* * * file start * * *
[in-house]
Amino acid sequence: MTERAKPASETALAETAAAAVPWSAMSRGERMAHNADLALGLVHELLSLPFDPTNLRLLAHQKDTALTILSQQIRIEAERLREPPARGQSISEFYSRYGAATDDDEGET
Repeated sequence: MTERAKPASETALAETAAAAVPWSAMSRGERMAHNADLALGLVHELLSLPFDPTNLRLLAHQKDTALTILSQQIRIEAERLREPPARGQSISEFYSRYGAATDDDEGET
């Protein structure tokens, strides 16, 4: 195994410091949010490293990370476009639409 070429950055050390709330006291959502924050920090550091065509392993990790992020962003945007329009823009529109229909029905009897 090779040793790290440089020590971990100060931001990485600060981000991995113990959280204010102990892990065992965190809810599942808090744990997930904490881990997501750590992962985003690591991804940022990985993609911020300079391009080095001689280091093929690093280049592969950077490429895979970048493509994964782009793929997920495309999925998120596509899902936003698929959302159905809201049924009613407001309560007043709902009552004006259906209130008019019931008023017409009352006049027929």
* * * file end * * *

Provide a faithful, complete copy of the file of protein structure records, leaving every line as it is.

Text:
[in-house]
Amino acid sequence: MTERAKPASETALAETAAAAVPWSAMSRGERMAHNADLALGLVHELLSLPFDPTNLRLLAHQKDTALTILSQQIRIEAERLREPPARGQSISEFYSRYGAATDDDEGET
Repeated sequence: MTERAKPASETALAETAAAAVPWSAMSRGERMAHNADLALGLVHELLSLPFDPTNLRLLAHQKDTALTILSQQIRIEAERLREPPARGQSISEFYSRYGAATDDDEGET
């Protein structure tokens, strides 16, 4: 195994410091949010490293990370476009639409 070429950055050390709330006291959502924050920090550091065509392993990790992020962003945007329009823009529109229909029905009897 090779040793790290440089020590971990100060931001990485600060981000991995113990959280204010102990892990065992965190809810599942808090744990997930904490881990997501750590992962985003690591991804940022990985993609911020300079391009080095001689280091093929690093280049592969950077490429895979970048493509994964782009793929997920495309999925998120596509899902936003698929959302159905809201049924009613407001309560007043709902009552004006259906209130008019019931008023017409009352006049027929």